Remember that customer experience while unpacking is perhaps the most transient, short-lived event in the life of a product. Other factors such as safety while transport, shelf-appearance and the quality of the product itself is far far more important. And lets not get started about environmental costs of packaging.

    It is easy to get all of it if you have a profit margin like Apple does - about 50% [techspot.com]. The Nexus has a profit margin of barely 5-7% [cnet.com]. So yes, they may cut corners on the box.

    But something tells me people who want a Nexus get that the packaging is irrelevant enough as to be worthless within 2 minutes of the customer having finished it. Unboxing is where the function of packaging finishes.

  • Re:Huh? (Score:5, Insightful)

    by Korin43 ( 881732 ) on Thursday July 19, 2012 @10:31AM (#40698327) Homepage

    Yeah this story confuses me.

    Step 1: Push box out of sleeve
    Step 2: Cut two pieces of tape
    Step 3: Open box
    Step 4: Profit

    There's not even a ??? step. Is cutting tape really that difficult?

  • by JohnnyMindcrime ( 2487092 ) on Thursday July 19, 2012 @10:36AM (#40698419)

    ...my Google Android phone gets the importance of standard connectors [ninemsn.com.au].

  • by MightyYar ( 622222 ) on Thursday July 19, 2012 @10:48AM (#40698607)

    I agree that the gushing is... weird. But the Apple packaging is nice, and people do notice it when they purchase Apple products. It's all part of their branding, which is very well managed. Other companies with crappy or hard-to-open packaging risk their branding just a tiny bit.

  • Re:Wrap rage...? (Score:5, Insightful)

    by MisterSquid ( 231834 ) on Thursday July 19, 2012 @10:49AM (#40698615)

    The story about "packaging fetishists" is just as much about doing something wrong as it is about doing it right. Why not just make packaging that is easy to open and recycle, and let the consumer enjoy just the product instead of worrying about the box? Or, at least, make the box in a form factor that is easy to actually reuse instead of inspiring Apple fans to collect shelves and shelves of meaningless cardboard.

    Many people don't understand packaging is very important and your post, unfortunately, is no exception.

    In the case of tablets and phones, packaging is the first personal encounter with what is intended to be a personal device. Getting this step right is crucial to shaping how a consumer perceives the product and too many companies neglect this simple but ineluctable point.

    It's not fetishism to want a consumer's experience of "getting at the device" to be quick, obvious, and easy. Furthermore, packaging that is easily opened and which is not damaged upon opening makes that packaging reusable.

    Apple's packaging of phones and tables is exemplary in this regard. The only thing that must be permanently damaged in the unboxing process is the shrink wrap, and even that can be preserved so that it can be reused. This means that when I upgrade my tablet I can sell the old device on eBay in its original packaging and allow my buyers to have a very-close-to-new out-of-box experience. I've sold quite a few phones, tablets, and laptops on eBay and people really appreciate the out-of-box experience, so much so that I mention that the item has all the original packaging intact.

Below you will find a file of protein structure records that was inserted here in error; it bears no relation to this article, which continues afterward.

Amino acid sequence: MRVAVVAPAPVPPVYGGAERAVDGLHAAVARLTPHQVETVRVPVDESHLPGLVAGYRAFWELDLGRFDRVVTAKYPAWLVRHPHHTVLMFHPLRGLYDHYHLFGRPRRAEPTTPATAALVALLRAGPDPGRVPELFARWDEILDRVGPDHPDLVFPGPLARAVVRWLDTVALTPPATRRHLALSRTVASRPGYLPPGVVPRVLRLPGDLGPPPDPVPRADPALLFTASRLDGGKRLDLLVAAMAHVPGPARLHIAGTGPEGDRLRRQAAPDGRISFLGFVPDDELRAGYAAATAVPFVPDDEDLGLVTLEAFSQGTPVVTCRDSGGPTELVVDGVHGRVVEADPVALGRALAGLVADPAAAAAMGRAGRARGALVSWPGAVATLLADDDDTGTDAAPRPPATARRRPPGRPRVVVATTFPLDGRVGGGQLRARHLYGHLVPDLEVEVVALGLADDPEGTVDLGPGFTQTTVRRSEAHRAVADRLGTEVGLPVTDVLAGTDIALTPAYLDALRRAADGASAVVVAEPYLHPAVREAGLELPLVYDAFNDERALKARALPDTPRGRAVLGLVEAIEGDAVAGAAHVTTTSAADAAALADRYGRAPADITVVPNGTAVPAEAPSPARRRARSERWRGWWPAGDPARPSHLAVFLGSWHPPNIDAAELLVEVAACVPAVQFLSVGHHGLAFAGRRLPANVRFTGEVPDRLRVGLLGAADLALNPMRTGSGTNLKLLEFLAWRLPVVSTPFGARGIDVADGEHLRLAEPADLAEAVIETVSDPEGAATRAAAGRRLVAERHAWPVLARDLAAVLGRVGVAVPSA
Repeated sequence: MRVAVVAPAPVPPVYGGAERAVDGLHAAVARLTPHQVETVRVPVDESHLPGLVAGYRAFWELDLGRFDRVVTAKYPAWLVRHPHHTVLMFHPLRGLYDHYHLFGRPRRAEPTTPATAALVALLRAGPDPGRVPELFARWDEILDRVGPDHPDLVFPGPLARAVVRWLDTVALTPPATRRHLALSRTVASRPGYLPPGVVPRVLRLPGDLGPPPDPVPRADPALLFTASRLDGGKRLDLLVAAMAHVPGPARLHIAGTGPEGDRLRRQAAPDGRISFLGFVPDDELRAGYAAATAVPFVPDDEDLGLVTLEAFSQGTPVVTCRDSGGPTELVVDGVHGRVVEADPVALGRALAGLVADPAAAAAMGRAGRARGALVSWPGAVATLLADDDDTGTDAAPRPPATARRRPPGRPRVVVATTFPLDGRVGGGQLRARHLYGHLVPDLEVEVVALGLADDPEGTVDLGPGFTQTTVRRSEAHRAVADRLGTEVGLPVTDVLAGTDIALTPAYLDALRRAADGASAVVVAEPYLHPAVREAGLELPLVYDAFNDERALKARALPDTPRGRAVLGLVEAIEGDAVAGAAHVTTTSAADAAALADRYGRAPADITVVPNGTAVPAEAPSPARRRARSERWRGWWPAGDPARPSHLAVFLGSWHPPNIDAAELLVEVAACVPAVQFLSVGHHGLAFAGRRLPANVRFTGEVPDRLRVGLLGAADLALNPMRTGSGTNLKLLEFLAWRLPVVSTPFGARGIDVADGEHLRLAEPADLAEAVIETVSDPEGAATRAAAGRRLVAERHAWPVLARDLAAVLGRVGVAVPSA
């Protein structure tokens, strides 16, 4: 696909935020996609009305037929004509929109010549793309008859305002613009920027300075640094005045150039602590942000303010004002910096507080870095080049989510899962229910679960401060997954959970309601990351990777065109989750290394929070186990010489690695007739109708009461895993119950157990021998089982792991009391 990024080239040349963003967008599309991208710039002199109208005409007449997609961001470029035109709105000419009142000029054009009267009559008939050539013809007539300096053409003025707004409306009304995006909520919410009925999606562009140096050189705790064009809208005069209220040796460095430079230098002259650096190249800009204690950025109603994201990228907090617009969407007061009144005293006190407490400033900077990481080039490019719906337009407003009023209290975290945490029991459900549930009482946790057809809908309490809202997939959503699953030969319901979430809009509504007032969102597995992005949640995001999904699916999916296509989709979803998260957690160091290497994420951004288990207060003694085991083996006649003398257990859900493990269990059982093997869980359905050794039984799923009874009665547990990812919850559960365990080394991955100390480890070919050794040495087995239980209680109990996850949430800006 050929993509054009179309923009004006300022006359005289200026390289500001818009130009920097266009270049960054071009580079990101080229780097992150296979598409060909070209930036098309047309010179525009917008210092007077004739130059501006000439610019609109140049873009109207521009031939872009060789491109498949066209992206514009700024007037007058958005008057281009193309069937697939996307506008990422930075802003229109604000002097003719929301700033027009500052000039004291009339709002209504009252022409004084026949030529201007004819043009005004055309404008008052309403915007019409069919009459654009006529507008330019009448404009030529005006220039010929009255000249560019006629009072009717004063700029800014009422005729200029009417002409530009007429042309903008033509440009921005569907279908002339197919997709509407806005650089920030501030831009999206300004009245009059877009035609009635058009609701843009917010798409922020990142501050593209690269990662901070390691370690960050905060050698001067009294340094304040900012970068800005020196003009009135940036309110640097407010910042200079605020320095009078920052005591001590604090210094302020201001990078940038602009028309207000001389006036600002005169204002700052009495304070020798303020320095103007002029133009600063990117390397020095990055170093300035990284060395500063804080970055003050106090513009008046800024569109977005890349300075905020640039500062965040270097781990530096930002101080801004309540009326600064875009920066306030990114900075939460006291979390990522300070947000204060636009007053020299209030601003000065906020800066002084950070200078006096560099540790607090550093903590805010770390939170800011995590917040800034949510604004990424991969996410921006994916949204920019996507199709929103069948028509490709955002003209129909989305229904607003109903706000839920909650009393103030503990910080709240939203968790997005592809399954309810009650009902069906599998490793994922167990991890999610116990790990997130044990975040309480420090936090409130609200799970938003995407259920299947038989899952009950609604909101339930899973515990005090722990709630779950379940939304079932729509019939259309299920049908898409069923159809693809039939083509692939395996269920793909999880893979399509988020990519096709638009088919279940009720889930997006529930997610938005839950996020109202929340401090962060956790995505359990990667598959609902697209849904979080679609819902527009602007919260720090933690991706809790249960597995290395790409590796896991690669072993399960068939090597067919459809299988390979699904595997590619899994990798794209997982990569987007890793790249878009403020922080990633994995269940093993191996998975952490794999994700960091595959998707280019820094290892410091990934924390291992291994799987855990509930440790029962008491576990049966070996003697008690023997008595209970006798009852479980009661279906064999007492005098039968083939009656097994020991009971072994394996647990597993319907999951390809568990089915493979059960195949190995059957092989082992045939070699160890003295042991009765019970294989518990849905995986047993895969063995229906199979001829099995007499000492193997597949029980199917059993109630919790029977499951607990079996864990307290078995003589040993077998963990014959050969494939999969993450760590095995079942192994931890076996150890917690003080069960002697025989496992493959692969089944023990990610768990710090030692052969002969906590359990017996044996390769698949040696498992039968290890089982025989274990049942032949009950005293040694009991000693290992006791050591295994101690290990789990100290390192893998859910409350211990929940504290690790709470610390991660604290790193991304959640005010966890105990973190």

Style, simplicity, and reusability are not shallow but deep. It's the failure to appreciate the work that goes into making something simple that is shallow.

  • Invasion (Score:5, Insightful)

    by Clueless Nick ( 883532 ) on Thursday July 19, 2012 @10:55AM (#40698713) Journal

    Did Slashdot get invaded by Engadget? Are we already living in the era of idiocracy?

    I find it hard to understand how a difficult to open packaging could lead to comparisons between two major technology companies. Oh, by the way, Motorola sold their phones in smoothly sliding boxes way before the iPhone was launched, so it is not like it is yet another of Apple's 'innovations'.

    To tell you the truth, I find these huge number of insipid 'unboxing videos' and 'reviews' to be an insult to the intelligence of discerning viewers and readers who might be actually looking for useful information about a product.

  • Re:Huh? (Score:4, Insightful)

    by Anonymous Coward on Thursday July 19, 2012 @10:57AM (#40698771)

    without requiring the customer to locate sharp objects.

    I have never met tape that requires anything sharper than a housekey to remove. If you can't locate your keys, you've got bigger issues than failure to open a toy.

  • by caveat ( 26803 ) on Thursday July 19, 2012 @10:58AM (#40698793)

    John Siracusa wrote a full page [arstechnica.com] on the literal "out of box" experience with the G4 Cube, it seems it's still relevant today:

    Who cares what the packing materials are like? What does this have to do with the quality of the product? Is nice styrofoam supposed to make up for the huge price tag? But step back a minute and consider Apple's motivation here. Like other "boutique" brands (e.g. Bose or Bang & Olufsen), it's important for Apple to provide a uniformly high quality experience with its products. And yes, that certainly includes packaging. In fact, psychologically, packaging may be one of the most important first impressions. The customer needs to be reassured from the very start that their money was well spent. It's not so much that they'll be impressed by the packaging, it's just important to prevent the feeling of "cheapness" that might result if "standard" packaging materials and techniques are used. Welcome to the wonderful world of marketing.

    Love or hate Apple, but they think everything through.

  • Re:Wrap rage...? (Score:3, Insightful)

    by j2.718ff ( 2441884 ) on Thursday July 19, 2012 @10:59AM (#40698805)

    I save the packaging for any products I might eventually return/sell. This has nothing to do with Apple. (I also have enough space in the basement that a few extra boxes won't get in the way of anything else.)